1 October 1997
particles of waste are continuously injected at a high rate into the bed, and ample oxygen is always
available to all parts of the bed. This allows each distinct piece of waste to undergo its drying,
volatilization, oxidation of the gases and vapors, combustion of organic solids, and complete
burndown of the char in all parts of the bed at the same time. Residence time for destruction of the
small, (-2 inch), sized waste in the 1,5000F bed is of the order of minutes.
(c) Co-firing of Refuse-Derived Fuel (RDF). Co-feeding and co-firing of specially
prepared refuse, RDF, with coal in a coal-fired boiler allows the waste to be destroyed at a rate
comparable with that of burndown of the coal fed to the boiler furnace. This method of destruction
of waste requires that the waste be sized, prepared, and fed into the furnace in a manner that
assures that the 10-20% by weight of waste will burn down at a rate faster than that required for
the 80-90% by weight of coal, for which the boiler was originally designed. Thus, a spreader stoker
furnace burning 2-in. coal is co-fired with 0.75-1.5 in.-diameter pellets or cubes of RDF.
Suspension-fired boiler furnaces firing pulverized coal are co-fired with fluff RDF.
d. Special Design Considerations.
(1) In the case of incinerators used to burn hazardous substances, a minimum residence
time of 2 seconds at a minimum of 1,800oF is used in the design criteria for achieving the 99.99%
destruction efficiency required by law for hazardous waste incinerators. Some states are also
requiring this higher efficiency destruction on municipal waste incinerators in order to assure the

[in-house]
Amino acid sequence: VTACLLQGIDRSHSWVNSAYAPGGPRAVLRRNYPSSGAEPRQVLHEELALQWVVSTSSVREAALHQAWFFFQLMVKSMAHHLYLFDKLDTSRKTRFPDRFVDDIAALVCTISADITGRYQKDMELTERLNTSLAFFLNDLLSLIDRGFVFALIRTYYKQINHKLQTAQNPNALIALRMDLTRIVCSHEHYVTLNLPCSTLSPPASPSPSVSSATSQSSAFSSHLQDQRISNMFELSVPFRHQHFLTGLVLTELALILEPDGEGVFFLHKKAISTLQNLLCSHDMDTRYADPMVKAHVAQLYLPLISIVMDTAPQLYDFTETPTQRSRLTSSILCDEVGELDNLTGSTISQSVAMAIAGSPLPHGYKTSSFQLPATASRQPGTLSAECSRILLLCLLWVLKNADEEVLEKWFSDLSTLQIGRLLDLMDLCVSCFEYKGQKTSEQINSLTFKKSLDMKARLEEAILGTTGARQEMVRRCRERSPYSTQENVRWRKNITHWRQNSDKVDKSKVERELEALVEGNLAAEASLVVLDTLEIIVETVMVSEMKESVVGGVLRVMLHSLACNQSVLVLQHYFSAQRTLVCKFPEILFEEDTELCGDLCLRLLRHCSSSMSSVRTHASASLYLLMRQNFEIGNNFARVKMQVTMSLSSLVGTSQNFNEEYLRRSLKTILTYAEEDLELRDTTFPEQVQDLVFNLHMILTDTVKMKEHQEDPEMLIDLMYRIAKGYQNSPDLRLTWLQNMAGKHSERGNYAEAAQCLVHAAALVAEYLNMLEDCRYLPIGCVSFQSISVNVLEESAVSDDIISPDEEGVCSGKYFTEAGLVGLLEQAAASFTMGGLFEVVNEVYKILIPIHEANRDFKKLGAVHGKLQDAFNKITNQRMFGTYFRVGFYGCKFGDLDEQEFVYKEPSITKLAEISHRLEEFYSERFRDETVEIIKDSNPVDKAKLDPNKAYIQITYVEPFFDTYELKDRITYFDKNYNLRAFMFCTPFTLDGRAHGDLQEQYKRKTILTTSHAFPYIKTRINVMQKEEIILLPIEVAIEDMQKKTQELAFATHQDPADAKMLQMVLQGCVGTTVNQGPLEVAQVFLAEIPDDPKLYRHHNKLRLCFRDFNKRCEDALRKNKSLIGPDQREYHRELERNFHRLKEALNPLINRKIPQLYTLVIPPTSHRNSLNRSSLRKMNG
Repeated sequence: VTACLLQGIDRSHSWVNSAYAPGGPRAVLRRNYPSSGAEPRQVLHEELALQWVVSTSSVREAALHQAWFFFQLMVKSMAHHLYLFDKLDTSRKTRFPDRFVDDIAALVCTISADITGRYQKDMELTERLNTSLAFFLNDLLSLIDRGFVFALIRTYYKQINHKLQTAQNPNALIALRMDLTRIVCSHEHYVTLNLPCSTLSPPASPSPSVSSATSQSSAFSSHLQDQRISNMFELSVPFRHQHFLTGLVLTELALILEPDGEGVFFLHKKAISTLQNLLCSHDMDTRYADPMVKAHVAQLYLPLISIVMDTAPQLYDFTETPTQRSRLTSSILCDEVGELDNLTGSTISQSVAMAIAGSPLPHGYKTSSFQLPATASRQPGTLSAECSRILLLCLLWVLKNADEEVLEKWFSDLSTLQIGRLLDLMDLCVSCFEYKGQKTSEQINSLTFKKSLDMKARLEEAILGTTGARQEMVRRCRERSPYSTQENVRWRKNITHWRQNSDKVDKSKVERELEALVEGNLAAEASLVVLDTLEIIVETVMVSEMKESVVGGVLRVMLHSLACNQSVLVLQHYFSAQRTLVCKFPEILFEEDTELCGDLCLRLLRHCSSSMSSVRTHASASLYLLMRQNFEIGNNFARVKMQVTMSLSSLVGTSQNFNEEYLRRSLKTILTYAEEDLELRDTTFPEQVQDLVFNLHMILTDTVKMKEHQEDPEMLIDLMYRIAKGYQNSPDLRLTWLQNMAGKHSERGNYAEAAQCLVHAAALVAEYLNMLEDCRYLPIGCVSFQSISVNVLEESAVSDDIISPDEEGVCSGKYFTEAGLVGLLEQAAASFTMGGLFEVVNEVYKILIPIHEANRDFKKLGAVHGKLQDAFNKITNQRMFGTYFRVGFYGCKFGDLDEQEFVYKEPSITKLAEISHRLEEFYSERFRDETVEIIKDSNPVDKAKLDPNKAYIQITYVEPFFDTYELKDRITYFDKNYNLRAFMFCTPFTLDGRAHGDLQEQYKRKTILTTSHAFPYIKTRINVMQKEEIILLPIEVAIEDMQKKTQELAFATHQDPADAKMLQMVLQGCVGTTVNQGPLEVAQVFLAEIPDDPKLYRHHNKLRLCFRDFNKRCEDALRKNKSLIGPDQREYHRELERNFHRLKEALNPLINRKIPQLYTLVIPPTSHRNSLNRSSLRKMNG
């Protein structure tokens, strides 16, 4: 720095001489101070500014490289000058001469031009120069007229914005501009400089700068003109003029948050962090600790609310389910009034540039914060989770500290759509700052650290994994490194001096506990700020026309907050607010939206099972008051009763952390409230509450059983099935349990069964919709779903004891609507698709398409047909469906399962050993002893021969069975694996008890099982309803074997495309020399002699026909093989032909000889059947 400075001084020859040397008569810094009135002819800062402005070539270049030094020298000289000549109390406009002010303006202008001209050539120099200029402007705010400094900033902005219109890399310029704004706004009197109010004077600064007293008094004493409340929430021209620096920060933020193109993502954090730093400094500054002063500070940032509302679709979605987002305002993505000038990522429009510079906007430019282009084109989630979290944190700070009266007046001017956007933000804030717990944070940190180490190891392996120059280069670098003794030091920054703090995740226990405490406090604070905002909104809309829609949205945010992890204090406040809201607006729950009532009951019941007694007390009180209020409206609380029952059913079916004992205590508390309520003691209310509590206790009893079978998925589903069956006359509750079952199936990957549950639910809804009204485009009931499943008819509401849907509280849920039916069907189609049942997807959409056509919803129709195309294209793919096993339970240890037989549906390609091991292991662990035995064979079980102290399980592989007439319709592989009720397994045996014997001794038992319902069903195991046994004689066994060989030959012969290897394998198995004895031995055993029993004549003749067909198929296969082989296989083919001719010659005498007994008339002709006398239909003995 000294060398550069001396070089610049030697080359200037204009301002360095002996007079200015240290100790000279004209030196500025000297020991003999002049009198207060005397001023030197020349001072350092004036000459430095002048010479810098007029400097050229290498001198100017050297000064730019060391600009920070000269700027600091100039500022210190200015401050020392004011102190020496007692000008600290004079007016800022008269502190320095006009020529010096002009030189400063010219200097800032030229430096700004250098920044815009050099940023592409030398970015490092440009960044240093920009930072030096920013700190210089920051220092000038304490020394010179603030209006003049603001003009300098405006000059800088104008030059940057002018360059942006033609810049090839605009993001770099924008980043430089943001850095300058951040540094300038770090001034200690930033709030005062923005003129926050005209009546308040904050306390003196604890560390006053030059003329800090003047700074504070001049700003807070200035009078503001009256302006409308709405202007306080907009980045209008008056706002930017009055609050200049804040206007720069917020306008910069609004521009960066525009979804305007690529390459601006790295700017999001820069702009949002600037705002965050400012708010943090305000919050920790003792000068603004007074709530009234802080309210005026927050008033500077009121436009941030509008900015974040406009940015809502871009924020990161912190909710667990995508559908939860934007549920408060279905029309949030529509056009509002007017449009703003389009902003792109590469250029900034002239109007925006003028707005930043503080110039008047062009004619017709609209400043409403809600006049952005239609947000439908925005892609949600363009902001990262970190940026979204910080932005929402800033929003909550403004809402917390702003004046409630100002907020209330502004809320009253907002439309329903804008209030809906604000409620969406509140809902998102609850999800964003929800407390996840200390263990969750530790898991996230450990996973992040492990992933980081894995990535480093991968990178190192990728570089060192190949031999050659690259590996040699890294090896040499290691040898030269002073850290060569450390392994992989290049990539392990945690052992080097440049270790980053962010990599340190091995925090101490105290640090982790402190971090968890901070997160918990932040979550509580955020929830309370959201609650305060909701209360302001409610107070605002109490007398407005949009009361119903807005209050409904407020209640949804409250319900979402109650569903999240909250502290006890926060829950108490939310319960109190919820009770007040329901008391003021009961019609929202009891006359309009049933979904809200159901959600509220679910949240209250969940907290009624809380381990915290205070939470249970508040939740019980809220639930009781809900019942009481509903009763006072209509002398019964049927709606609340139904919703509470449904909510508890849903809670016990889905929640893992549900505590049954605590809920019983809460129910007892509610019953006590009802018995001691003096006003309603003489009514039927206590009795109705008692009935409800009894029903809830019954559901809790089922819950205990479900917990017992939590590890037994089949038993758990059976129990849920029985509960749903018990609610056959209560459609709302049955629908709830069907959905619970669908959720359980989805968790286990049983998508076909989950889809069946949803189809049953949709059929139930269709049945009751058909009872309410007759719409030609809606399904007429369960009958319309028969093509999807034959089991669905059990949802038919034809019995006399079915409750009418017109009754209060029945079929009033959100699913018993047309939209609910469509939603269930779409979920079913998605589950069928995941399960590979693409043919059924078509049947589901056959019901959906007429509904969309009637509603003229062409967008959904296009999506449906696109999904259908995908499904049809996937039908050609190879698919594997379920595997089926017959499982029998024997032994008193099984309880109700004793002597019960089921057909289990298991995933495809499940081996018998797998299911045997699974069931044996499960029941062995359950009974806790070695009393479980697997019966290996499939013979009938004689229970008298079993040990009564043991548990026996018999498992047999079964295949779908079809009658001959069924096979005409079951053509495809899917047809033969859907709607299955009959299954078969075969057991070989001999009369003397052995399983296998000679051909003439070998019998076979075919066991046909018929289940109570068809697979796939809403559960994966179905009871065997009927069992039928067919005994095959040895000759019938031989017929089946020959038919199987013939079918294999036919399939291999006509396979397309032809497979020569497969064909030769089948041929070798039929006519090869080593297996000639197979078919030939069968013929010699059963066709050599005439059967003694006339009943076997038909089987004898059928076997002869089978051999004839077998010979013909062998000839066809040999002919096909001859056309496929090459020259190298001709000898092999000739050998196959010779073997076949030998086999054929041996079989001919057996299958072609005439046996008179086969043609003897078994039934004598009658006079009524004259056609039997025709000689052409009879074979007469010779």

destruction of dioxins.
(2) Toxic materials may be formed during primary combustion by the reaction of partially
burned hydrocarbons with chlorine and must be destroyed in the secondary combustion process.
(3) Figure 3-2 shows the relationship of destruction efficiency of biphenyls and
chlorobenzenes (autogenous ignition temperature of 1,3190F and 1,2450F, respectively), with time
e. Mechanical Features Used to Achieve Process Control. The design of a mass burn furnace
requires special provisions:
(1) Controlled introduction of air at the appropriate locations above and below the bed is
required in order to accomplish the drying, volatilization, and combustion processes in the
respective zones of the combustion chamber.
(2) Incinerators with primary combustion chambers operating in the starved-air mode require
proportionately larger amounts of secondary air. This larger amount of air tends to cool the gases
and requires that an auxiliary burner be provided to heat and maintain the gases at the required
temperature. Typically, the less the amount of air delivered to the primary chamber (i.e., starved-air
mode), the more air and the greater the auxiliary burner (either oil or natural gas fired) input to the
secondary. This requires that the starved-air units (SAU) be provided with a larger volume
secondary chamber than their comparable capacity excess-air unit (EAU). Table 3-13 lists the
typical air distribution for primary and secondary combustion chambers/zones for modular and field-
f. Chamber Geometry and Insulation. Well-designed units make provision for the necessary
features (i.e., insulation, size and shape of the chambers, etc.) for attaining and maintaining the